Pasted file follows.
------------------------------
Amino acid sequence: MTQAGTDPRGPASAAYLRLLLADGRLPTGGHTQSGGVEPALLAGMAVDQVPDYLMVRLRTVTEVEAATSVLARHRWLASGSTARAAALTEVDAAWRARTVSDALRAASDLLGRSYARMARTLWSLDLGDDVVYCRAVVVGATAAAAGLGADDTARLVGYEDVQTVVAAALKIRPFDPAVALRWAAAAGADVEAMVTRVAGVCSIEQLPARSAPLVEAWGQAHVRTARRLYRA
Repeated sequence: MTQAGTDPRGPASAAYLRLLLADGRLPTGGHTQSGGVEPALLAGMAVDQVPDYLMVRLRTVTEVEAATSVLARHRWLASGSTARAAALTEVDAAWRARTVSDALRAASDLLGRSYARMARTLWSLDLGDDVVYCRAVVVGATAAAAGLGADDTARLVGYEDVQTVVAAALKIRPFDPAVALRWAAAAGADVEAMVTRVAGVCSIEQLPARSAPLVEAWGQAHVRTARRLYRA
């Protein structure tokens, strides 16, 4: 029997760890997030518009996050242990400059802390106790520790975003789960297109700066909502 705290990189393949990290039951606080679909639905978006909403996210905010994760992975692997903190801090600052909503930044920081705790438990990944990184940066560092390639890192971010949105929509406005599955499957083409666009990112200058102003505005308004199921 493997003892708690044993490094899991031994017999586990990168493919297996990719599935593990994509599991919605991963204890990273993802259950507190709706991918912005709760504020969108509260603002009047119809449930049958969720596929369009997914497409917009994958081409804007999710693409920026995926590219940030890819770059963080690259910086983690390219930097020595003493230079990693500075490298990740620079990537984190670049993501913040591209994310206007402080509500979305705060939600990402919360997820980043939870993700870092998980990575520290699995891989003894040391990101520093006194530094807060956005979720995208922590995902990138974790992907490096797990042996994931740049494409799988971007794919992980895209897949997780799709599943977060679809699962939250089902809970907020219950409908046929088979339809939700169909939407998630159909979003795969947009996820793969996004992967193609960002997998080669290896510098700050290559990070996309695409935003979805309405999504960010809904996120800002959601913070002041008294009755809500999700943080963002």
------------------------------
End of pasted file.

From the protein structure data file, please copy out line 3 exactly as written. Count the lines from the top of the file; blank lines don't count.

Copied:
């Protein structure tokens, strides 16, 4: 029997760890997030518009996050242990400059802390106790520790975003789960297109700066909502 705290990189393949990290039951606080679909639905978006909403996210905010994760992975692997903190801090600052909503930044920081705790438990990944990184940066560092390639890192971010949105929509406005599955499957083409666009990112200058102003505005308004199921 493997003892708690044993490094899991031994017999586990990168493919297996990719599935593990994509599991919605991963204890990273993802259950507190709706991918912005709760504020969108509260603002009047119809449930049958969720596929369009997914497409917009994958081409804007999710693409920026995926590219940030890819770059963080690259910086983690390219930097020595003493230079990693500075490298990740620079990537984190670049993501913040591209994310206007402080509500979305705060939600990402919360997820980043939870993700870092998980990575520290699995891989003894040391990101520093006194530094807060956005979720995208922590995902990138974790992907490096797990042996994931740049494409799988971007794919992980895209897949997780799709599943977060679809699962939250089902809970907020219950409908046929088979339809939700169909939407998630159909979003795969947009996820793969996004992967193609960002997998080669290896510098700050290559990070996309695409935003979805309405999504960010809904996120800002959601913070002041008294009755809500999700943080963002």